Kingdom ‘has talent to build cyber workforce’

MANAMA: Bahrain’s talent pool from the student community as well as military and police agencies is key to building a skilled cybersecurity workforce, a top expert has said.

Anilkumar Jayaprakash, founder and president of Cyber Chasse, a US-based cybersecurity and artificial intelligence firm, told the GDN in an exclusive interview that the skills shortage in Bahrain and GCC countries can be tackled through a strategic approach.

“What is needed is a comprehensive cybersecurity training methodology aimed at creating opportunities for learners in Bahrain and GCC is in adherence with the changing cyber world. It should encompass courses on critical security controls, ethical hacking, network and wireless security and mobile security,” he said.

The firm is looking to launch operations in the region and has signed up as a sponsor for the Mena Royal Investment Summit 2021 being hosted in Bahrain next month.

Mr Jayaprakash said the company aims at exploring co-investment collaborations during the event and he was “looking forward to provide strategic cybersecurity solutions to governments and corporates in the region”.

Cyber Chasse is a provider of online and vendor-based industrial training in AI, data science and cybersecurity, and advanced eLearning and staffing solutions and has the ambition to help create a qualified cyber workforce, bridge the skills gap and protect Bahrain and GCC from emerging cyber threats.

According to recent reports, the GCC region has faced more than 56 million e-mail, URL, malware, and banking malware attacks since the start of the pandemic last year.

A survey by a Geneva-based application security firm found that 98 per cent of the top 100 global fintech start-ups are vulnerable to cyberattacks such as phishing, smartphone and web app security attacks.

The study concluded that 100pc of fintech providers face some level of security or privacy danger.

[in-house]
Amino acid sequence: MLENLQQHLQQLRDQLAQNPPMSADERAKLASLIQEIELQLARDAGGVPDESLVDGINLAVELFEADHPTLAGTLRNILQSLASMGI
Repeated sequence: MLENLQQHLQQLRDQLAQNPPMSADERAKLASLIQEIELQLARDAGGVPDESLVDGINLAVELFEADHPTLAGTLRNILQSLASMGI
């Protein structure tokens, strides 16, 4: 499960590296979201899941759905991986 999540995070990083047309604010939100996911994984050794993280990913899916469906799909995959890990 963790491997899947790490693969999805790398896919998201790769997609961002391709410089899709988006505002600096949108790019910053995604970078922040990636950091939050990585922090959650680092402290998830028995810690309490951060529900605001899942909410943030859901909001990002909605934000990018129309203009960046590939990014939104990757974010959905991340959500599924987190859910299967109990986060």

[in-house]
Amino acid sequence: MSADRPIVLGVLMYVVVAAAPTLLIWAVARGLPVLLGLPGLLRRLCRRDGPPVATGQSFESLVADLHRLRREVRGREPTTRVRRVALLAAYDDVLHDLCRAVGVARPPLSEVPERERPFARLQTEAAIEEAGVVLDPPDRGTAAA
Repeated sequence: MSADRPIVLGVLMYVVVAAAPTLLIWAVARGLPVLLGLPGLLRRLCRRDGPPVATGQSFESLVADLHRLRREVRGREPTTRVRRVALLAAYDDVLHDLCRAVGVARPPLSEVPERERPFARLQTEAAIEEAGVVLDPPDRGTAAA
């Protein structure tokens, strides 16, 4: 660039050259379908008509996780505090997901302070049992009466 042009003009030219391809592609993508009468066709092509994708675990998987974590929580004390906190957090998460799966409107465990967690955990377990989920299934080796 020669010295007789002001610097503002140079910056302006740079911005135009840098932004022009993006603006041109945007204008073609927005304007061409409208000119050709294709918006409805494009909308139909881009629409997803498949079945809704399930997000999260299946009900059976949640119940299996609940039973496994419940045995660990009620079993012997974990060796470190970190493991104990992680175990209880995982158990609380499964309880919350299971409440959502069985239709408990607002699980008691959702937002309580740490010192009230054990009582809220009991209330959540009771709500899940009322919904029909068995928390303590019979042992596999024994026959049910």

The expert has asserted that the Covid-19 pandemic has raised new challenges as businesses adapt to a modern operating model in which working from home has become the “new normal”.

In all sectors including IT, FMCG, education, services, health, manufacturing, etc., the pandemic has compelled companies to use technology to reimagine nearly every facet of their operations.

Analysis by global strategic consulting firm Kearney shows e-commerce in the GCC got a $2 billion-plus boost from Covid-19 alone and the continuing momentum will propel the market to a value of $50bn by 2025.

Mr Jayaprakash said this was further evidence of a new era of digital transformation in the region driven by wider technology investments.

“Businesses are speeding up their digital transformations, and cybersecurity has become a major concern. Cybercriminals are looking for opportunities to ramp up their illegal activities by leveraging the outdated and inefficient data protection measures followed by several companies.”

Protecting consumer data has become more important than ever, warned Mr Jayaprakash, saying “exposing the customer base to potential threats will not only harm companies but also affect the industry’s overall adoption rate of future fintech solutions”.

Talking about fintech, in which Bahrain is a regional pioneer, he said as the technology evolves at a faster rate than regulatory reforms, many businesses regard enforcement regulations as a roadblock that makes it more difficult to reach key goals and deadlines.

“Most of the time this stumbling block is due to a lack of contact with regulators, rather than the regulatory system itself.

“Maintaining an open line of communication with regulators is one way to mitigate fintech security issues,” said Mr Jayaprakash, adding, “An open dialogue will reflect a desire to better integrate into the financial sector while also encouraging people to fine-tune their business objectives to meet current and existing fintech security requirements”.

 

Source: https://www.gdnonline.com/Details/945750

 

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